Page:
The strong beak found on Assassin bugs is used to repeatedly, and violently, stab its prey to death, hence the name 'assassin'. This insect can also inflict terribly painful bites on careless humans and may be best left observed and not handled. The long, pointy beak is kept tucked under the head when not in use and makes noise when moved back-and-forth. They do not feed on plants, but they hunt on them. They can be found on shrubs, ground cover, and garden plants as they search for insect prey. Assassin Bugs move quickly and nimbly, surprising their victims. Once a prey item is caught, Assassin bugs use their powerful front legs to hold the insect down while it is stabbed to death and body fluids are subsequently sucked out.
Adults have narrow heads and wider abdomens. Many are black with red or orange markings on them though some are brown. The sides of the abdomen are flared upward and may have a checkered pattern on them. A long fang hides under the head. Nymphs (juveniles) are smaller, though somewhat similar in appearance. They also tend to have abdomens that rise upward at the sides. They may lift the tip of the abdomen in the air when walking or resting, like their 'butt' is in the air. This posture mimics certain types of stinging insects when they are under threat and may be a defensive warning. The irony is that the real danger from Assassin Bugs originates at this insect's front end.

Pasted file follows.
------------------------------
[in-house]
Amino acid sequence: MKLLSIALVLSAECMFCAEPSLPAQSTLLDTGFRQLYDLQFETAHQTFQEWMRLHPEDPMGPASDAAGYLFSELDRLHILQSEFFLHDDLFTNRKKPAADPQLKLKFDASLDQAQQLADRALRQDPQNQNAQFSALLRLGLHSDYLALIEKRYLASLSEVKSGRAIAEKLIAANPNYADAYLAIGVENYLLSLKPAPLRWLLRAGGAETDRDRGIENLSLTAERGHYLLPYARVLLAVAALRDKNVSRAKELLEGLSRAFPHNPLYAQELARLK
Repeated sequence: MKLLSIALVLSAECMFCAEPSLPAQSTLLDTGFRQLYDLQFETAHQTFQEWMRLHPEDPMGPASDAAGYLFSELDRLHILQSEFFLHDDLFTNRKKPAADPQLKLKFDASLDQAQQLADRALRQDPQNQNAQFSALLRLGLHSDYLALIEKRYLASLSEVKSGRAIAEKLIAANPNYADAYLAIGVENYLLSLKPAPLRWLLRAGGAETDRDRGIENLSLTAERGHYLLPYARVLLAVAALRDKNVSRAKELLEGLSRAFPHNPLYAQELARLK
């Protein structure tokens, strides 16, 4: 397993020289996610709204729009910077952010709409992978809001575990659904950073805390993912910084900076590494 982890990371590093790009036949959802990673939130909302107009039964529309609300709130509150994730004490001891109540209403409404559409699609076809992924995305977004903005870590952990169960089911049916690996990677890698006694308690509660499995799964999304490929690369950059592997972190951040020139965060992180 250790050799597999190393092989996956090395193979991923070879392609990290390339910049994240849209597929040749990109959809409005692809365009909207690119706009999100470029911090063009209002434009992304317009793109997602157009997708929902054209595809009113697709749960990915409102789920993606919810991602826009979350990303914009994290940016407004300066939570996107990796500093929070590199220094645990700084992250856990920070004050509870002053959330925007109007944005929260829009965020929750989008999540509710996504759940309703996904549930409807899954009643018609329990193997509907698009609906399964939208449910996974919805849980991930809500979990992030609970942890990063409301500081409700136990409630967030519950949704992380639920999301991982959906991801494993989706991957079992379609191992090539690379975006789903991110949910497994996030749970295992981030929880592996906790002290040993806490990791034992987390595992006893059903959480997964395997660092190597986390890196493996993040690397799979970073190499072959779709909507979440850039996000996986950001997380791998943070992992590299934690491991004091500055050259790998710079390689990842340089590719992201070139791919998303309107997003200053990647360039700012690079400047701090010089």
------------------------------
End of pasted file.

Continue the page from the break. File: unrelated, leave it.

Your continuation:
Most of North America is home to some type of Assassin Bug. The Wheel Bug is a commonly seen member of the Assassin Bug family. Its red and black nymphs are often sighted crawling in large groups on branches during spring and summer. Because of their diet, they are a helpful aid in controlling unwanted insect populations in a garden.
General Characteristics Capability, Shape, Texture/Pattern, Benefits, Dangers
Note: An insect's reach is not limited by lines drawn on a map and therefore species may appear in areas, regions and/or states beyond those listed above as they are driven by environmental factors (such as climate change), available food supplies and mating patterns.